the possible resurgence of democratic socialism. Its adherents, out to distinguish themselves from the more moderate social democrats — previously the dominant tradition on the progressive left — offer online think pieces with headlines like “Social Democracy Is Good. But Not Good Enough” (from Jacobin ), “Democratic Socialism Isn’t Social Democracy” (also Jacobin ) and “It’s not just New Deal liberalism” (from Vox).
.. if the Democratic Party’s left flank shifts from one to the other, it should know about the drawbacks that democratic socialists have historically posed for democracies. In the end, voters and lawmakers need real-world solutions for governing problems, and democratic socialists — with their frequent determination to let the great be the enemy of the good — have a poor record of providing them.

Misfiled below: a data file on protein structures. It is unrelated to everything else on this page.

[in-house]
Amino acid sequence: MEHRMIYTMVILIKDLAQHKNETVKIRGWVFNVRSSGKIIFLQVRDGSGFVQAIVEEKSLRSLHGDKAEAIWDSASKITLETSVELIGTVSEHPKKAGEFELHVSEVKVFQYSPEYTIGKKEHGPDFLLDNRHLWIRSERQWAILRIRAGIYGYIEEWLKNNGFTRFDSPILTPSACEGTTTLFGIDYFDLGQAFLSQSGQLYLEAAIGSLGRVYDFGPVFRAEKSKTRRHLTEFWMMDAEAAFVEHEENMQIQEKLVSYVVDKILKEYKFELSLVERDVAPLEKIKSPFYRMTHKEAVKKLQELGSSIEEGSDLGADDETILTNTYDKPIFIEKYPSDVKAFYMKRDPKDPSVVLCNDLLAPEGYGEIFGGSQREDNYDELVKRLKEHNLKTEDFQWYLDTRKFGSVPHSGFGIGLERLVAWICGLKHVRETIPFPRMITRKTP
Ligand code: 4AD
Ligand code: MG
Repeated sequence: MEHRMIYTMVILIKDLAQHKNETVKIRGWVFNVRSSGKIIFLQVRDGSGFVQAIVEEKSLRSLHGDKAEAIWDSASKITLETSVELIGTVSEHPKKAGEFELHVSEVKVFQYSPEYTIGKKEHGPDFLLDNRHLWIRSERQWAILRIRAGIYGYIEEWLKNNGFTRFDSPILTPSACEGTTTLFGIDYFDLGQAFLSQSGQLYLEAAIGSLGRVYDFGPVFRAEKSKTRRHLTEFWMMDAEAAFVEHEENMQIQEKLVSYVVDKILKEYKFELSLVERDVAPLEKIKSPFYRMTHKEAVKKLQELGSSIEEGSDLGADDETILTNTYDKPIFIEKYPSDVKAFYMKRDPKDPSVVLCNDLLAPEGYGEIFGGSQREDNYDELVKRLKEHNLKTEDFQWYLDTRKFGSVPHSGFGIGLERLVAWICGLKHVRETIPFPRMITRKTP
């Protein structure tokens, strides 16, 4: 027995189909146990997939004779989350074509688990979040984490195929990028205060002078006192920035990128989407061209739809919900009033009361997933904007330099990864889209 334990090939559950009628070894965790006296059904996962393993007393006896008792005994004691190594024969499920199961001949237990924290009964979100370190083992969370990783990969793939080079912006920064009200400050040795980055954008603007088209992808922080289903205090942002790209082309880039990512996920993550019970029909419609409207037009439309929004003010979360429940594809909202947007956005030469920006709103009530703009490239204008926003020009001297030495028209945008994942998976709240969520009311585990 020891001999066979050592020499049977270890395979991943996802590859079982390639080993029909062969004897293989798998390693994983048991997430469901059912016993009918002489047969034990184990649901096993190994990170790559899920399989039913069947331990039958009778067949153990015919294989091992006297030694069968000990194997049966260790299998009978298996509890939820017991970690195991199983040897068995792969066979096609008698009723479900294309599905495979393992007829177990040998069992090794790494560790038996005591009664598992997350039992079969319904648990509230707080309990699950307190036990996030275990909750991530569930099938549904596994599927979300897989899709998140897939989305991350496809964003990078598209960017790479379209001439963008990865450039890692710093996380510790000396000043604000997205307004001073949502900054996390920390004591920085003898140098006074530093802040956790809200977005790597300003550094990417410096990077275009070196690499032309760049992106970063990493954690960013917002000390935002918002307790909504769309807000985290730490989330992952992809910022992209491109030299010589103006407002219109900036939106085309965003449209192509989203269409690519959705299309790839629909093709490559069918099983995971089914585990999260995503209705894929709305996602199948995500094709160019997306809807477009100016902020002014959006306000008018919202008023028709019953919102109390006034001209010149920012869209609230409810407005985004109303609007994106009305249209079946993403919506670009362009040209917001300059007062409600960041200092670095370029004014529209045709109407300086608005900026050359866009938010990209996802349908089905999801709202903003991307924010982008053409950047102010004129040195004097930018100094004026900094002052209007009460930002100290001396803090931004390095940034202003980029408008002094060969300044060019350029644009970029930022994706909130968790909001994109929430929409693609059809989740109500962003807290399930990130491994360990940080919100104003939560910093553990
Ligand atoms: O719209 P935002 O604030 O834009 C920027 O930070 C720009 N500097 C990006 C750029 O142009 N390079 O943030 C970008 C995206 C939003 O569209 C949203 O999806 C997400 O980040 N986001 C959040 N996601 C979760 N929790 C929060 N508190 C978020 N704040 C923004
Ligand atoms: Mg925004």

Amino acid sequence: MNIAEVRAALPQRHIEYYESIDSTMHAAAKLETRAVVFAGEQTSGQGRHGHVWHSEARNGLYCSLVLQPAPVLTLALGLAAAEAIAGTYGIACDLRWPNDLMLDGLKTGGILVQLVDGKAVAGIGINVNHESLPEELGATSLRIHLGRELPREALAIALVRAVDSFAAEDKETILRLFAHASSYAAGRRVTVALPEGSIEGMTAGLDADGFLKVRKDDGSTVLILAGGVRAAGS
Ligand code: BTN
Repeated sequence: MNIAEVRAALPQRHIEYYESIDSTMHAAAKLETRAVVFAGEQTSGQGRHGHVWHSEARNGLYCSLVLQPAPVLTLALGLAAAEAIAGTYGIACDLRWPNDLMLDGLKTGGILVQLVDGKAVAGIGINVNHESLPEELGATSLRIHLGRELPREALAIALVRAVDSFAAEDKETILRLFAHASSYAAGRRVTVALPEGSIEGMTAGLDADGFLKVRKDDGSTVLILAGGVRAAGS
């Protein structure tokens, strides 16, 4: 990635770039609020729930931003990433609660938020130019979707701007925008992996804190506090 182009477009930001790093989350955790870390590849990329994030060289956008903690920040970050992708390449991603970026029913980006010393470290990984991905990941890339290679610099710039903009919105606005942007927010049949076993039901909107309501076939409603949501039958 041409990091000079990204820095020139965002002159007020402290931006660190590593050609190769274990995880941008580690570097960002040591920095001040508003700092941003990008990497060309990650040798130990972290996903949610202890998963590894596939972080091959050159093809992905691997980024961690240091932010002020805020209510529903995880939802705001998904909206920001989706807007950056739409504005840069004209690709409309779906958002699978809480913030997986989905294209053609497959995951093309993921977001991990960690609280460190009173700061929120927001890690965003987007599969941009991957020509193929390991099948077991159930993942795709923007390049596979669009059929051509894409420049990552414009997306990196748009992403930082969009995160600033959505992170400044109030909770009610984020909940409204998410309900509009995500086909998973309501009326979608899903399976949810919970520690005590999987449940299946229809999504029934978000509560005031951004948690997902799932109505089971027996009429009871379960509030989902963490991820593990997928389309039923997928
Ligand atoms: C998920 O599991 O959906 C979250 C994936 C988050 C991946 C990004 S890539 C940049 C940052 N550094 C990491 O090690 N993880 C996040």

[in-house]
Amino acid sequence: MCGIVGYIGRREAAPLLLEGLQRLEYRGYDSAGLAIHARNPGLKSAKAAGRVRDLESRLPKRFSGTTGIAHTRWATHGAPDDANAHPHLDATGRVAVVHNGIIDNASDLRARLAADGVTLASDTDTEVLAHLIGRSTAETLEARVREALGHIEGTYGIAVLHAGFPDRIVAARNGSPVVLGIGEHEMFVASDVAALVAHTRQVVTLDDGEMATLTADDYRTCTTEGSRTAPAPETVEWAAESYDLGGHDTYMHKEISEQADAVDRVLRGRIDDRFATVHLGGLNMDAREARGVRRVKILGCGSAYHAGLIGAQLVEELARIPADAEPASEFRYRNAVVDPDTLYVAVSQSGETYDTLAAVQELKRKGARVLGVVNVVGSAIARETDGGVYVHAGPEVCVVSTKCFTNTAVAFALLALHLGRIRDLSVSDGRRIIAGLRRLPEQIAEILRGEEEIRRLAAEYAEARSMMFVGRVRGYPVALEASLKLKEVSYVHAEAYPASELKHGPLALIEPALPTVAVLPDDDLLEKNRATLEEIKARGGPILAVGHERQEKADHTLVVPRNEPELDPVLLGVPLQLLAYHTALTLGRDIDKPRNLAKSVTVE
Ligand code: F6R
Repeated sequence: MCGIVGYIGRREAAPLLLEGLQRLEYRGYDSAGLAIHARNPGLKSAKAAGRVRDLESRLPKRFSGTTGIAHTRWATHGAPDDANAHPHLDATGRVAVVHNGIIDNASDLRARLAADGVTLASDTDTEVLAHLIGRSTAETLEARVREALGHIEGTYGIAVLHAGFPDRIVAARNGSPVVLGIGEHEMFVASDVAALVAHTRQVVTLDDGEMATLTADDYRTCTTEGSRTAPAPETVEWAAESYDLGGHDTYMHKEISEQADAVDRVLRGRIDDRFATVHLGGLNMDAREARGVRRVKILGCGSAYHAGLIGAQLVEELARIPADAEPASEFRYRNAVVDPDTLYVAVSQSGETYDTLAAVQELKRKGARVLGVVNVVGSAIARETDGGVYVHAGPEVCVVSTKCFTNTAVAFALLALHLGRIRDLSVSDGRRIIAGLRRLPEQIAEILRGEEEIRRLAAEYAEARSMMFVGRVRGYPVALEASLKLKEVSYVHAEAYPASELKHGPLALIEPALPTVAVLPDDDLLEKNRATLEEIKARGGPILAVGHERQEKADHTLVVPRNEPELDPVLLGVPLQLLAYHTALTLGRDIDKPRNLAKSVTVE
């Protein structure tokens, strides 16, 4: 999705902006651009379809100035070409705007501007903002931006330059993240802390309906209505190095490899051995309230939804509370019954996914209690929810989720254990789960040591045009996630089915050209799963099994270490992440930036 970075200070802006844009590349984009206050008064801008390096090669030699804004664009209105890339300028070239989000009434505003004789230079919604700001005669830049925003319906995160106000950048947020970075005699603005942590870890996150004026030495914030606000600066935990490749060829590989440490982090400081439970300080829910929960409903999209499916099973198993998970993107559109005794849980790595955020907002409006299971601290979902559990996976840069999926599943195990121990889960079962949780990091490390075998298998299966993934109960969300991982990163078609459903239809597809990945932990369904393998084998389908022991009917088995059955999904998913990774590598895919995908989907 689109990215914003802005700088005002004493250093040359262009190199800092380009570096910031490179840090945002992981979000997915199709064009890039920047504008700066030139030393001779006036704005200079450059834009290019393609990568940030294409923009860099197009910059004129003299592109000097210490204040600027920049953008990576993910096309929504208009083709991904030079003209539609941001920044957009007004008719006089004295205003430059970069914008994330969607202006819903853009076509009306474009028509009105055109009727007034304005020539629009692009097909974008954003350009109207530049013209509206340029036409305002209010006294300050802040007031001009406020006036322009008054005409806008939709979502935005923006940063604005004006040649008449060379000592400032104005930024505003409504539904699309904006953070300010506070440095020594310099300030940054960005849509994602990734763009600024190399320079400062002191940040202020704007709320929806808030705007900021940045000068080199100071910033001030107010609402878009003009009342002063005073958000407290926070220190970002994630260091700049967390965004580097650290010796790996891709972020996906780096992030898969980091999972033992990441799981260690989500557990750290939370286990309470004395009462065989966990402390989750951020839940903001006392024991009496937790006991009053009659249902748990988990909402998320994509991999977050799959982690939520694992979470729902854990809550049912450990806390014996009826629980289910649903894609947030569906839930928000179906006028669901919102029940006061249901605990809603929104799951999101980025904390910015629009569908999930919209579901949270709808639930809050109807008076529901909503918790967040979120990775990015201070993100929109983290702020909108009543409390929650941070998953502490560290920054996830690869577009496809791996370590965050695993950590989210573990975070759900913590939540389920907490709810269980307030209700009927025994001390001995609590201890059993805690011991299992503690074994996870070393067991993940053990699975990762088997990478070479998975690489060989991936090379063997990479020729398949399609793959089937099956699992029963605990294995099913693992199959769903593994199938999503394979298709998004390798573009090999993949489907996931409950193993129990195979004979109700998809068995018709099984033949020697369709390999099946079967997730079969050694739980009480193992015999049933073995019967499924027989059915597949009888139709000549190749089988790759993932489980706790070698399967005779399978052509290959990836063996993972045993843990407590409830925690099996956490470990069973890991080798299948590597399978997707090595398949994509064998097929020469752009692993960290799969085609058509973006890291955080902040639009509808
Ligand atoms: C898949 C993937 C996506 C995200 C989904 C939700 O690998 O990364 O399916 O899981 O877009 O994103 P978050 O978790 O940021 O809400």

.. As for democracy, these leftists viewed it as fundamentally flawed by its association with “bourgeois capitalism” and looked forward to something “better.” With socialism their priority, and democracy a means rather than an end, this group rejected alliances or compromises with nonsocialist forces.